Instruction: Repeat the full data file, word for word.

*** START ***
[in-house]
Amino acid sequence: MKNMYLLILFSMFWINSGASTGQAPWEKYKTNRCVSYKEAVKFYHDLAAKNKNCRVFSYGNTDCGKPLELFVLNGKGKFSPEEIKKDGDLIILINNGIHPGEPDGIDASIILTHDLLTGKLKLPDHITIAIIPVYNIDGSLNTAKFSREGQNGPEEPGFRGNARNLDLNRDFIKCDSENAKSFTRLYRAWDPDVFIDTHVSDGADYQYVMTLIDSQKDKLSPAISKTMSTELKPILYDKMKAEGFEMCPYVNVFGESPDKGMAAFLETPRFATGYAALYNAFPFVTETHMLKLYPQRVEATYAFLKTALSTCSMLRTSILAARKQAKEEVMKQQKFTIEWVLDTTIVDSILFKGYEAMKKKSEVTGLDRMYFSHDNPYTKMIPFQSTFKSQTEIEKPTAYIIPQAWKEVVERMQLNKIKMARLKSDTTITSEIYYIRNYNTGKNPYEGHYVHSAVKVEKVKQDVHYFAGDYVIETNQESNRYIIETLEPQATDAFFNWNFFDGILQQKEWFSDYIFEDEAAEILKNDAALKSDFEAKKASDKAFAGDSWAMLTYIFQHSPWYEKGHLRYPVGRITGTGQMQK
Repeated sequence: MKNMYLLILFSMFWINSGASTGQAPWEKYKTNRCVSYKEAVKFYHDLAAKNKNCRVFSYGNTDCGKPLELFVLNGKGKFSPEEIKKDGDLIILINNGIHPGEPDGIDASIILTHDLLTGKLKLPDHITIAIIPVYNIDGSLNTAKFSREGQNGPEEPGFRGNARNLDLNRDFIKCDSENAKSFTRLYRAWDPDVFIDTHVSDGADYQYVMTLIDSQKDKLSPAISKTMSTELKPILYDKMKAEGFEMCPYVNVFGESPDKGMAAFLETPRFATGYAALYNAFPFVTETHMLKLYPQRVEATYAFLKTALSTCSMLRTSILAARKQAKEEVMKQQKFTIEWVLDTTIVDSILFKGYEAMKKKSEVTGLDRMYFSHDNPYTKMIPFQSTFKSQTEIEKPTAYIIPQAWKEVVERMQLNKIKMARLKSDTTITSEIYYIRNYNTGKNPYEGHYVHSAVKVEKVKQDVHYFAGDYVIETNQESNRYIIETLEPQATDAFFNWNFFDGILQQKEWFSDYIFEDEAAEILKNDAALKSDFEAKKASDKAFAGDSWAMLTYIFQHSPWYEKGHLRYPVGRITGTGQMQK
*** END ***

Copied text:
[in-house]
Amino acid sequence: MKNMYLLILFSMFWINSGASTGQAPWEKYKTNRCVSYKEAVKFYHDLAAKNKNCRVFSYGNTDCGKPLELFVLNGKGKFSPEEIKKDGDLIILINNGIHPGEPDGIDASIILTHDLLTGKLKLPDHITIAIIPVYNIDGSLNTAKFSREGQNGPEEPGFRGNARNLDLNRDFIKCDSENAKSFTRLYRAWDPDVFIDTHVSDGADYQYVMTLIDSQKDKLSPAISKTMSTELKPILYDKMKAEGFEMCPYVNVFGESPDKGMAAFLETPRFATGYAALYNAFPFVTETHMLKLYPQRVEATYAFLKTALSTCSMLRTSILAARKQAKEEVMKQQKFTIEWVLDTTIVDSILFKGYEAMKKKSEVTGLDRMYFSHDNPYTKMIPFQSTFKSQTEIEKPTAYIIPQAWKEVVERMQLNKIKMARLKSDTTITSEIYYIRNYNTGKNPYEGHYVHSAVKVEKVKQDVHYFAGDYVIETNQESNRYIIETLEPQATDAFFNWNFFDGILQQKEWFSDYIFEDEAAEILKNDAALKSDFEAKKASDKAFAGDSWAMLTYIFQHSPWYEKGHLRYPVGRITGTGQMQK
Repeated sequence: MKNMYLLILFSMFWINSGASTGQAPWEKYKTNRCVSYKEAVKFYHDLAAKNKNCRVFSYGNTDCGKPLELFVLNGKGKFSPEEIKKDGDLIILINNGIHPGEPDGIDASIILTHDLLTGKLKLPDHITIAIIPVYNIDGSLNTAKFSREGQNGPEEPGFRGNARNLDLNRDFIKCDSENAKSFTRLYRAWDPDVFIDTHVSDGADYQYVMTLIDSQKDKLSPAISKTMSTELKPILYDKMKAEGFEMCPYVNVFGESPDKGMAAFLETPRFATGYAALYNAFPFVTETHMLKLYPQRVEATYAFLKTALSTCSMLRTSILAARKQAKEEVMKQQKFTIEWVLDTTIVDSILFKGYEAMKKKSEVTGLDRMYFSHDNPYTKMIPFQSTFKSQTEIEKPTAYIIPQAWKEVVERMQLNKIKMARLKSDTTITSEIYYIRNYNTGKNPYEGHYVHSAVKVEKVKQDVHYFAGDYVIETNQESNRYIIETLEPQATDAFFNWNFFDGILQQKEWFSDYIFEDEAAEILKNDAALKSDFEAKKASDKAFAGDSWAMLTYIFQHSPWYEKGHLRYPVGRITGTGQMQK